With such experiences hardwired in the corporate memory, it’s tempting to resist appointing an architecture chief; to either fold the role into the CIO’s remit or devolve responsibility and leave the practitioners operating your DevOps pipeline as they build.
Ch-ch-changes to the architect role
While both approaches might make your CIO sleep better at night, neither provides a sustainable answer to the challenge of overcoming the complexity that accompanies digitization. What will help is applying some responsibility and strategic leadership.
Back to McKinsey’s top performers. The consultant found this group was succeeding because they had created an organizational structure where individuals were assigned clear roles—this created leadership and a clear sense of role definition and, with it, responsibility. "Not only is the full leadership team more committed to digitalization…but the ownership of individual digital activities is much clearer," McKinsey says. "The best IT performers also report a wider range of technology leadership roles at their companies."
Clearly, there’s a role for the architect in this. But before you take this case to your CIO, it’s important to realize that the architect’s brief has evolved. No longer working on standards, structures, and controls, the architect must be able to translate business strategy into business and technology initiatives, manage technological complexity, pick projects that align with the strategy, determine the platform for those projects and tools to deliver, and maintain them for the long term.
If that’s the mandate, how do you persuade your CIO you’re the right person for the job?
An understanding of technology is a given, but it’s not the be-all and end-all. You’ll hear much about the importance of being abreast of new technologies and processes, but that’s table stakes. If architecture can be accused of existing in an ivory tower, then the opposite end of that spectrum is an obsession with "new." You must bring an understanding of the new, married with an understanding of how it can be applied to practical reality.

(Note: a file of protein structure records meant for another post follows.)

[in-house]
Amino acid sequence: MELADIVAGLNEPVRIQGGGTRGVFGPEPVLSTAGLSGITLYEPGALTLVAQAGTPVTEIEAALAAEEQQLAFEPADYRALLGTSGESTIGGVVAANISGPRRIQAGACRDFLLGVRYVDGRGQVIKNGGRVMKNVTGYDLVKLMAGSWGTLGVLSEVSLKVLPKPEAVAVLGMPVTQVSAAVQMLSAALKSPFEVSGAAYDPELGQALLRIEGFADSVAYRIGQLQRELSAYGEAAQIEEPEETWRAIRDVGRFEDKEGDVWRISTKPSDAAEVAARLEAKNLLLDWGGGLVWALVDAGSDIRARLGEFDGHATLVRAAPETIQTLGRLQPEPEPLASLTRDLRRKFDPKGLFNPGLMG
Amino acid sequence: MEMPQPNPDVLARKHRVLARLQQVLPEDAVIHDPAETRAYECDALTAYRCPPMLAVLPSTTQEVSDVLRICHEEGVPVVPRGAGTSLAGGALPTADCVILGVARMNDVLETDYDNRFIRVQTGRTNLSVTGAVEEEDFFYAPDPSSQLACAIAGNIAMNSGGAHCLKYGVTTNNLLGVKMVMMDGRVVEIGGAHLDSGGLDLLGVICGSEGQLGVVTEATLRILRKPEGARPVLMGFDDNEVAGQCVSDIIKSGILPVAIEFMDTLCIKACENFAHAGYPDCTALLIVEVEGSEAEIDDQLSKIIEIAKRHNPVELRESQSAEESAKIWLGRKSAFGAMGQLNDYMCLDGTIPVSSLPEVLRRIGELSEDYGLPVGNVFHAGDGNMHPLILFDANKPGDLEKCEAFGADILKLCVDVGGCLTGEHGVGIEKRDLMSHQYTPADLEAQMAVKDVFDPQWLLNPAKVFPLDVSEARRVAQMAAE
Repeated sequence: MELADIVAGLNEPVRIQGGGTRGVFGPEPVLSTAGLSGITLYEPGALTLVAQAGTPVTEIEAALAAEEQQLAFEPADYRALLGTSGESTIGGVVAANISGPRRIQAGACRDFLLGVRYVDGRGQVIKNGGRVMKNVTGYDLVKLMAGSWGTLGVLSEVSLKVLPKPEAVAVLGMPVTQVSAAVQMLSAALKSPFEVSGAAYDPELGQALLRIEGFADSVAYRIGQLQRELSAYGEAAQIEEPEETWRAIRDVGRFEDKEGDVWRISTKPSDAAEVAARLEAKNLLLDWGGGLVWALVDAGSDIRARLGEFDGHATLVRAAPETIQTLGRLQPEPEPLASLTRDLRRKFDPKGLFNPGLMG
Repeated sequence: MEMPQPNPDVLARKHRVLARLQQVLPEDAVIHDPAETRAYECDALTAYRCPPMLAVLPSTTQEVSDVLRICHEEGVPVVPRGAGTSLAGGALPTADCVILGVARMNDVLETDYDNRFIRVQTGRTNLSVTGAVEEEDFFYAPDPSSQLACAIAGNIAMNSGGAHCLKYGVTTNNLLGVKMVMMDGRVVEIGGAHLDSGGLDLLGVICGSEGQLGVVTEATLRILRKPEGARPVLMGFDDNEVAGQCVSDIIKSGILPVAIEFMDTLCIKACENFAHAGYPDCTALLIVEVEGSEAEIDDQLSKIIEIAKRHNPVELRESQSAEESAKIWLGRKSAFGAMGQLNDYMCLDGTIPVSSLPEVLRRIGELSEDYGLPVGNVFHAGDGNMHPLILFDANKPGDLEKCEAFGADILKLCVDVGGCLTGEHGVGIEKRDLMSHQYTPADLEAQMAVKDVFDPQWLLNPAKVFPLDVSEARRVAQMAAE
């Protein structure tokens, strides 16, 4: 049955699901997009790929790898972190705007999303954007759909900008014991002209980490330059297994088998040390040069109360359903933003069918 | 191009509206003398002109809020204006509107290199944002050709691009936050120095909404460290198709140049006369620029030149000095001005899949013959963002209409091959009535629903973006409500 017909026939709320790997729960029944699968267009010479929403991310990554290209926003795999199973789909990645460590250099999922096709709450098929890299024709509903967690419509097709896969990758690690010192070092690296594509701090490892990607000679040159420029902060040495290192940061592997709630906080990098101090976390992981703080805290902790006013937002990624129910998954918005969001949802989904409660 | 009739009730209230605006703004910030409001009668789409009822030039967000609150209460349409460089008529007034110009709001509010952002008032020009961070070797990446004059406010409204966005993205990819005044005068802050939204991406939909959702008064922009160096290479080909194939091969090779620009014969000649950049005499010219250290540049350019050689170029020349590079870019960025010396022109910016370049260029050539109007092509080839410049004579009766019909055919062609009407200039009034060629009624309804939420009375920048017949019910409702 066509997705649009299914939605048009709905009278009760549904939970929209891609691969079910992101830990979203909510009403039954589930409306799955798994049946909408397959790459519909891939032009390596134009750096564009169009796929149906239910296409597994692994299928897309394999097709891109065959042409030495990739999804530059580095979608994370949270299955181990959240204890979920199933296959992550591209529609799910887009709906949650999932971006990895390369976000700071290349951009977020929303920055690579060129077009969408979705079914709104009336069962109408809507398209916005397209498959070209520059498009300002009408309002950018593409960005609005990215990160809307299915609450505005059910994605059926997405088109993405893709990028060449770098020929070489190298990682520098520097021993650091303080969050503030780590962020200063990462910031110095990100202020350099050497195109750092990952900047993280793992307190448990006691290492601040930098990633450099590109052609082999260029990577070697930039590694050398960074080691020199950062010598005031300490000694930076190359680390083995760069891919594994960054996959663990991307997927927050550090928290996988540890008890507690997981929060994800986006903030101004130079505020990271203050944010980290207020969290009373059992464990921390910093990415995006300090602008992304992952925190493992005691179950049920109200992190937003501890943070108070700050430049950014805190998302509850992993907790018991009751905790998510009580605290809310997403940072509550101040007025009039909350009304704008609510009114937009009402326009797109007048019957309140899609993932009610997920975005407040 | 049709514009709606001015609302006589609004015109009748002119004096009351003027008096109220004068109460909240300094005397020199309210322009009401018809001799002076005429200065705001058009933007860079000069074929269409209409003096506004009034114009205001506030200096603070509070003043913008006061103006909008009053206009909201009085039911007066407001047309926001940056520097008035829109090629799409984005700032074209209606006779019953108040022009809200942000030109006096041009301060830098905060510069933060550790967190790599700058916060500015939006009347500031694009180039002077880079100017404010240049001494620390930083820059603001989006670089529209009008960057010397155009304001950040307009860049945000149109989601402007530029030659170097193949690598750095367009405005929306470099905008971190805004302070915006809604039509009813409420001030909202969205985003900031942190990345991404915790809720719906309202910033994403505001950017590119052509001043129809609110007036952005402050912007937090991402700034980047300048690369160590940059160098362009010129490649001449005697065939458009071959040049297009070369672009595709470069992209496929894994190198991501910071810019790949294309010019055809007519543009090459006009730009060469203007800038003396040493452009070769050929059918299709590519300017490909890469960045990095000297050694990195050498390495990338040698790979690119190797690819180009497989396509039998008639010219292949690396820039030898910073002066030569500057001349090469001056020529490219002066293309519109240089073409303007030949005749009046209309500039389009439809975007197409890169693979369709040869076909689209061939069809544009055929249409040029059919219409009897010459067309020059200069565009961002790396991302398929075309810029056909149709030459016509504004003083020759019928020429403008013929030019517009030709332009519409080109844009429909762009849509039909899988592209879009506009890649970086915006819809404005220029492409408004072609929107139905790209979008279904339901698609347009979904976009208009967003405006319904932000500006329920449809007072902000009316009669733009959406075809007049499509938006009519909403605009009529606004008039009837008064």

A corporate-wide perspective of your organization is also important, with a knowledge of your organization’s processes, business objectives, and the value it’s trying to achieve using technology. Demonstrate an ability to both act and plan strategically.
This would play well for someone who’s been a business process manager—who will have analyzed systems from the perspective of process optimization and applications that add value. Or a business architect who would have company-wide experience in designing products and services and working with different departments and teams. In that same vein, a cloud consultant who will have worked on applications and systems across an organization could find this effective.
Solutions architects also stand a good chance with their experience of defining applications, infrastructures, and structures. So do technology architects who have worked on hardware and networking, design, provisioning, and profiling.
Architecture starts with people
But, a word of advice from Gartner research vice president Marcus Blosch: "Architecture is 90% people, 10% architecture." Yes, you need a firm grasp on systems, processes, business, and technology goals, but, he says: "To provide real value to your organization, you must be able to bring people together in whatever way works."
In other words, technology isn’t enough. Nor is simply being able to recite the IT process bible or corporate report and vision statement. An enterprise architect must understand the change that’s important and where to apply it. Collaboration is, therefore, vital—to work across teams at all levels, to engage the C-suite executives and those in the DevOps pipeline, and to be able to listen and lead.
Digitalization makes for a complex IT infrastructure, but that complexity shouldn’t defeat your transition. Overcoming the complexity involves putting someone in the driving seat—and that someone is an enterprise architect. Arguing for the creation of that role is half the battle—a battle supported by the growing tide of events. Persuading them that you are the person for that role means proving you can master those events.